With a cinematic style and commanding musical medleys, Miss Saigon has become the thirteenth longest-running Broadway show.
The last few days of the Vietnam War are given a personal touch, depicting the lives of Kim (Sooha Kim), The Engineer (Red Concepcion) and Chris (Ashley Gilmour) as they navigate through the consequences of the war. The story sees 17-year-old Kim wrestle for independence, stability and love while working at the Dreamland bar and brothel.
Although working as a bartender, Kim is introduced to the young and naive GI Chris whose hero complex sees him sweep her off her feet with promises of a better life. The ravages of war don’t appear to be holding the two lovebirds back, and they waste away days until Chris is forced to make a hasty retreat home without his new love.
Miss Saigon follows a simple narrative but incorporates flashbacks, documentary film and dream sequences to keep up an energised pace with unexpected direction. While the songs aren’t necessarily lyrically weighing, the tracks translate beautifully to the stage. Within its scaled-up production, there is a sense of live magic that is difficult to fault for its suspense and surprise. Money has clearly been thrown into this production, but it is far from a fig leaf to distract from a poor plot or shoddy dialogue. The 38 cast members climb around multi-layered sets as if inside The Crystal Maze with its impressive settings on pullies, lowered and wheeled in to bring an open world feel to The Palace Theatre stage.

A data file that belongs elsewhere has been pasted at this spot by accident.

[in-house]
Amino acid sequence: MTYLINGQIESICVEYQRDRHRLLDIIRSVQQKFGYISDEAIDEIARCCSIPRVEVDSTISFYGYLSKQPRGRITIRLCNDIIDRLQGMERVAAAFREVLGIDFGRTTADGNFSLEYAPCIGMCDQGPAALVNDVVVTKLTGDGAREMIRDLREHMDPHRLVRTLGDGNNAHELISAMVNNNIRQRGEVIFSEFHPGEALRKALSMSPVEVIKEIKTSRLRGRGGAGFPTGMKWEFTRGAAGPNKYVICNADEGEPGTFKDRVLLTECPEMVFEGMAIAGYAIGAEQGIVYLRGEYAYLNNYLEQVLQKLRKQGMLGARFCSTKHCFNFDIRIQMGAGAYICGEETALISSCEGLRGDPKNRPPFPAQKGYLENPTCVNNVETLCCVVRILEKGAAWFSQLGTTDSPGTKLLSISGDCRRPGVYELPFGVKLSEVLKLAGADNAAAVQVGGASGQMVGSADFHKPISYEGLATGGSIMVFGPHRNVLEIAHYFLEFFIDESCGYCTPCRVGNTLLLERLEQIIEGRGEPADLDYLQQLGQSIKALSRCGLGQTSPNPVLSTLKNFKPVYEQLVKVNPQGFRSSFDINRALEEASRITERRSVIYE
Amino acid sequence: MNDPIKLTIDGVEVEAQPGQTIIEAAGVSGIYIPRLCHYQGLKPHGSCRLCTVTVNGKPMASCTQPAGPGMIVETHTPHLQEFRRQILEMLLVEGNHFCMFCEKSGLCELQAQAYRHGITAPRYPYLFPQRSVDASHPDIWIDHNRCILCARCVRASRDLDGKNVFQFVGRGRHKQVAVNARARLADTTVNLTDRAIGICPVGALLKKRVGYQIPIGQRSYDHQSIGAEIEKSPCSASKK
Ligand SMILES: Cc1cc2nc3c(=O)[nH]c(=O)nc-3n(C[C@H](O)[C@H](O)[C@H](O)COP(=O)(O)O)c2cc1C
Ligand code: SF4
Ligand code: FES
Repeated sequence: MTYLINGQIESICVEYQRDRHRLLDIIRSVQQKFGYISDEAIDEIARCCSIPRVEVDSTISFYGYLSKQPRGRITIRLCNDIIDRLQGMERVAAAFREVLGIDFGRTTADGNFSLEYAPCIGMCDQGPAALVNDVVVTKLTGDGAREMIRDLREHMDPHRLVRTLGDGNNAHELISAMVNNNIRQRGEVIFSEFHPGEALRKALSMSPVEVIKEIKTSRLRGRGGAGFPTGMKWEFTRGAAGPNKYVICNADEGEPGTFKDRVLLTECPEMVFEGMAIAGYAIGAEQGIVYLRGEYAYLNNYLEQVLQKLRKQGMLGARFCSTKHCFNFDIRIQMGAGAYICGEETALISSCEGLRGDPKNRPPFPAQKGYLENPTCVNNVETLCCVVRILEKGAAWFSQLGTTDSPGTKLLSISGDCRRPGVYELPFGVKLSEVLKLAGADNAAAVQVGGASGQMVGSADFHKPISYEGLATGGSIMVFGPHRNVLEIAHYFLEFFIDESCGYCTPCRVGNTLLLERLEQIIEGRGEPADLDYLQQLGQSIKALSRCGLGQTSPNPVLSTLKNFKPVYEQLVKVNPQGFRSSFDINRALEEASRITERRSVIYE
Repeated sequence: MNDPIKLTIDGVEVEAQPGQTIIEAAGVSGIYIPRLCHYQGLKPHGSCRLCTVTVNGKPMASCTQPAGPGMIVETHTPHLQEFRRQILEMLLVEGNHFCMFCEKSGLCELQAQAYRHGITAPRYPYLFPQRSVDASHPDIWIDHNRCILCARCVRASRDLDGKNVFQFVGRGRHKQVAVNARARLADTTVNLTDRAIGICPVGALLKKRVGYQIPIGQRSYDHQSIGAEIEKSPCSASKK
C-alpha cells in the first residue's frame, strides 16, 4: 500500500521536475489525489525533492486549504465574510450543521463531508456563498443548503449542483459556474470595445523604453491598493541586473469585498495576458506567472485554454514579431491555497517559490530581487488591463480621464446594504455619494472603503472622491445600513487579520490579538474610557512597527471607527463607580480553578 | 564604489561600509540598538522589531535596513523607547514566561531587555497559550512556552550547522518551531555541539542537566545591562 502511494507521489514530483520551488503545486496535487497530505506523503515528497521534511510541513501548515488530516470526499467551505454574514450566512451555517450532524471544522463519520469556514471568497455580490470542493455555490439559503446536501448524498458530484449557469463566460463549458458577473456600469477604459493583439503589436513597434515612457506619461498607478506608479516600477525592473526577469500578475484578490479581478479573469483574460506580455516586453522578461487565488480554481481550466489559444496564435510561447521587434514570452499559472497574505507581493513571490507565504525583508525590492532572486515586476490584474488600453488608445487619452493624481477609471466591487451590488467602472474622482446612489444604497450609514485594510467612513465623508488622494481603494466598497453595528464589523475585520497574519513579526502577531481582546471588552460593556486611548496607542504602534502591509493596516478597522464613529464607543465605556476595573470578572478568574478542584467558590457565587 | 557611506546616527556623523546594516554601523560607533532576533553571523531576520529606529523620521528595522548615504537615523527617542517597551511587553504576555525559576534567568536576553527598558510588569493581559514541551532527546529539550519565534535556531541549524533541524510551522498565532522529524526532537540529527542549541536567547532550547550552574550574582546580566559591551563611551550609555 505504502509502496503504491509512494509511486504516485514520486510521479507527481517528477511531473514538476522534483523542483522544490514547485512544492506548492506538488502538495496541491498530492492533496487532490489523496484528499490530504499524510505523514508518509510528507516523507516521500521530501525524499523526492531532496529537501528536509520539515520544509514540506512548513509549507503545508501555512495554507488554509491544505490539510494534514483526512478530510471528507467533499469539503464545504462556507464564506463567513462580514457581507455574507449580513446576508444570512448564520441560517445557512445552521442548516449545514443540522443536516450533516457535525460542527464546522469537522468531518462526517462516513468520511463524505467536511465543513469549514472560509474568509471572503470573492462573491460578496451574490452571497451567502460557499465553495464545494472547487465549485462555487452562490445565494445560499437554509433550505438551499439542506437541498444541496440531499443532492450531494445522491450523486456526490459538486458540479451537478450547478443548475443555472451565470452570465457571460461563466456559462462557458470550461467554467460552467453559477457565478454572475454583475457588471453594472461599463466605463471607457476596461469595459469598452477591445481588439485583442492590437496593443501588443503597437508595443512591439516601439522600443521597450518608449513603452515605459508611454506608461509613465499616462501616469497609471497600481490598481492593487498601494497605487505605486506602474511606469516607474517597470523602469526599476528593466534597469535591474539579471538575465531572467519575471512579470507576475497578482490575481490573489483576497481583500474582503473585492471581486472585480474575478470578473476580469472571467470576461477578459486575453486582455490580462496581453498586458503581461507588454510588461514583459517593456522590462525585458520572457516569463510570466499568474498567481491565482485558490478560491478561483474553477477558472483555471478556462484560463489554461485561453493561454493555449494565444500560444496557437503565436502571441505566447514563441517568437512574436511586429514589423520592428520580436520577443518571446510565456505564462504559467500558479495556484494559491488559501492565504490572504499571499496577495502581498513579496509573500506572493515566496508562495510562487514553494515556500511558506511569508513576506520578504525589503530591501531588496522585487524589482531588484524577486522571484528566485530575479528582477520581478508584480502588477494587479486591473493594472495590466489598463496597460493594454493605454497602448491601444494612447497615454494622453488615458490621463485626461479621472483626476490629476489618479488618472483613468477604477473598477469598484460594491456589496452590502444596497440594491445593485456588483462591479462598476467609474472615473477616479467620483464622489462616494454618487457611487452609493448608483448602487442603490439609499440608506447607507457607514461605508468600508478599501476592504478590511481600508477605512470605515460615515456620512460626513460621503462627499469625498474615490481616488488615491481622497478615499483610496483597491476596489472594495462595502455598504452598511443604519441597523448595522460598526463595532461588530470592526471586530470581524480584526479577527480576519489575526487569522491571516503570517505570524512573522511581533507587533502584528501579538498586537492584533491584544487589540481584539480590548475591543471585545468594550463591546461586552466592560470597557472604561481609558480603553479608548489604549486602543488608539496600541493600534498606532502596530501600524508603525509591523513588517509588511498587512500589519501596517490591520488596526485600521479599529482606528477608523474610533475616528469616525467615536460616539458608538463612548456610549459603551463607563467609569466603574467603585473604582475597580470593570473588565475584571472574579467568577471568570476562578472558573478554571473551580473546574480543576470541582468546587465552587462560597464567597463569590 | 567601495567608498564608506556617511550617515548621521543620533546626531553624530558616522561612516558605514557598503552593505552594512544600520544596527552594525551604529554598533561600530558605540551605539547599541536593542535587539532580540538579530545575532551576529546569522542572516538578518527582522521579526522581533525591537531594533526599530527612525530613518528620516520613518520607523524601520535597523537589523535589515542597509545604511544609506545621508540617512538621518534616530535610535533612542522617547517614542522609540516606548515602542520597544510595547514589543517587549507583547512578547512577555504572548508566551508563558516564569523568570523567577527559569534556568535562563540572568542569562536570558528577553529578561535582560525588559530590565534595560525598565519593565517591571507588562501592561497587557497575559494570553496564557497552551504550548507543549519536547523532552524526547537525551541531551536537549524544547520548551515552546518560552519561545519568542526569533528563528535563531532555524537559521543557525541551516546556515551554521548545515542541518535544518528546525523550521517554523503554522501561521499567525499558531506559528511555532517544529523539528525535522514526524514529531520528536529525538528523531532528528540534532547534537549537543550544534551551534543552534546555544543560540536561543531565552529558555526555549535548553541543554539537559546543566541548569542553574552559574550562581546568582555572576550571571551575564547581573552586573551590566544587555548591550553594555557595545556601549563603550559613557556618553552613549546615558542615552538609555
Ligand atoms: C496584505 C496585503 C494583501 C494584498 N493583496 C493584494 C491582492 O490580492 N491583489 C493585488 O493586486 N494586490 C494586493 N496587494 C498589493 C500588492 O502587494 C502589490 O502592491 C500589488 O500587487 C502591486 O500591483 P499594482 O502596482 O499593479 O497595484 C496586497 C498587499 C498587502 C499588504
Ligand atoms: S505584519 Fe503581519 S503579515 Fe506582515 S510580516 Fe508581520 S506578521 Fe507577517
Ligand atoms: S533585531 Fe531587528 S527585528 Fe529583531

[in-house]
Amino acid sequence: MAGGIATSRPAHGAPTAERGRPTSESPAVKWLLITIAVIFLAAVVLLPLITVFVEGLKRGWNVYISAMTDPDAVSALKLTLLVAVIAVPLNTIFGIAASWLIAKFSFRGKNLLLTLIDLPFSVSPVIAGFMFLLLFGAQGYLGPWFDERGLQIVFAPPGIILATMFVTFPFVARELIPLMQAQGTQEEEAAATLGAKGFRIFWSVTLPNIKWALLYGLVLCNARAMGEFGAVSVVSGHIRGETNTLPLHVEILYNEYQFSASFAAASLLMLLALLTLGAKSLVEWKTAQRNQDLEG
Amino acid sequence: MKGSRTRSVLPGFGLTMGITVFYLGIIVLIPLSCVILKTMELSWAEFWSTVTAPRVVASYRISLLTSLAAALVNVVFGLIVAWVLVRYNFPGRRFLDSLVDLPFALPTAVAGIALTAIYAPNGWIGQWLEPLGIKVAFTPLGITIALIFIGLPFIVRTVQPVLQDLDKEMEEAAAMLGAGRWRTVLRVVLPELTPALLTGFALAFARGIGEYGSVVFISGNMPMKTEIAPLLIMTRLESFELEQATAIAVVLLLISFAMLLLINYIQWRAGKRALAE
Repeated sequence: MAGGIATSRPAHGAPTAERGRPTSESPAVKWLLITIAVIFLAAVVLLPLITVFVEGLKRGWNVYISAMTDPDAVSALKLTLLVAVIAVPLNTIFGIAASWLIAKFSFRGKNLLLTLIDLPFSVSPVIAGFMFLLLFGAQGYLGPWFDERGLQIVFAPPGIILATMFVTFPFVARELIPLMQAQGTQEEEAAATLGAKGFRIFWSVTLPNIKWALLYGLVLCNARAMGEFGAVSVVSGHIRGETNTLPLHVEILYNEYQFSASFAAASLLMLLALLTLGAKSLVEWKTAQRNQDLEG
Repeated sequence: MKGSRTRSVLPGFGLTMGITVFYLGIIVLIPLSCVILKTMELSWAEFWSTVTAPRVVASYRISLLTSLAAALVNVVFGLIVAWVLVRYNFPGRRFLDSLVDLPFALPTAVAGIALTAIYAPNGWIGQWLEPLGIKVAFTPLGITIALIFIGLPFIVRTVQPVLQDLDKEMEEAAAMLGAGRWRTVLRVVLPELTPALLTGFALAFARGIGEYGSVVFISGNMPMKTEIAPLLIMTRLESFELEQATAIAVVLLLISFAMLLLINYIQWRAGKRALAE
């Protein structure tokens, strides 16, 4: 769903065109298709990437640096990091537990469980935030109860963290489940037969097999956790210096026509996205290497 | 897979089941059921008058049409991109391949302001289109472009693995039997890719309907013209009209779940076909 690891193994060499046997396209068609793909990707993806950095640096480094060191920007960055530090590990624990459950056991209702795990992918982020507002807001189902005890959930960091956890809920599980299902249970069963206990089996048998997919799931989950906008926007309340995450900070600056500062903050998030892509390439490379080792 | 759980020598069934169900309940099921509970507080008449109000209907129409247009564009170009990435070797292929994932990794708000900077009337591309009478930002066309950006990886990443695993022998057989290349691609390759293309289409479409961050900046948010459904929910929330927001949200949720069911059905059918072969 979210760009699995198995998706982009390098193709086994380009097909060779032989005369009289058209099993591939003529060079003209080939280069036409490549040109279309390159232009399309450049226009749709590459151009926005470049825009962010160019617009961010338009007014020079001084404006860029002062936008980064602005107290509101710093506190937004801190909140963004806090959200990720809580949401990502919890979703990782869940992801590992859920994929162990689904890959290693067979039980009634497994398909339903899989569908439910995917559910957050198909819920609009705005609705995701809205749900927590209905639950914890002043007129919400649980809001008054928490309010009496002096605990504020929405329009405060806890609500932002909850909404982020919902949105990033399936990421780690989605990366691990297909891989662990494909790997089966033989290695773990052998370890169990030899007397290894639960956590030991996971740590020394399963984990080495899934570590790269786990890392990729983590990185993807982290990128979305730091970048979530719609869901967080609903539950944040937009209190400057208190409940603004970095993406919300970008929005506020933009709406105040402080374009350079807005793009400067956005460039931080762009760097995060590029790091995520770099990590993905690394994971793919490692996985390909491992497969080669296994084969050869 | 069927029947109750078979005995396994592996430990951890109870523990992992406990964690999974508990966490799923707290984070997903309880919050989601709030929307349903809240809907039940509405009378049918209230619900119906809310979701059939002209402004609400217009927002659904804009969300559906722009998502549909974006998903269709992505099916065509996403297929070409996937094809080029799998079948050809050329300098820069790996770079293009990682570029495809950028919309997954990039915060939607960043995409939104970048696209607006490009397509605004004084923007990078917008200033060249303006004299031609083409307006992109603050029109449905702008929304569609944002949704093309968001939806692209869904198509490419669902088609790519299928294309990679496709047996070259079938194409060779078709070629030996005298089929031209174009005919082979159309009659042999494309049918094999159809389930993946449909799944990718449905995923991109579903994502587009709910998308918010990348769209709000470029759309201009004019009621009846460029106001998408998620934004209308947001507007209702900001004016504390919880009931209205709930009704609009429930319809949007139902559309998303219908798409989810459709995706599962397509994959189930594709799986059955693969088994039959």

Alongside a live orchestra, the shows talk/sing approach may appear too simplistic and monotone, but its music has been turned up to eleven in an attempt to cancel out an excessive sense of melancholy. You can definitely feel Kim’s pain, as she screams it directly at you. The army of performers also deliver tough choreography, that balance an abundance of props, often wielded by its lead performers. With a brilliantly cast production, the members offered intense performances or moving solos. In particular, Red Concepcion who plays The Engineer, is able to distract audiences from the shows uncomfortable narrative by lending a powerful voice to the track The American Dream.
When it comes to production value, Miss Saigon is up there with the best of them. Its drama doesn’t falter and its committed cast and clever direction allows for a show of mammoth proportions.
You can also watch Miss Saigon Live on Amazon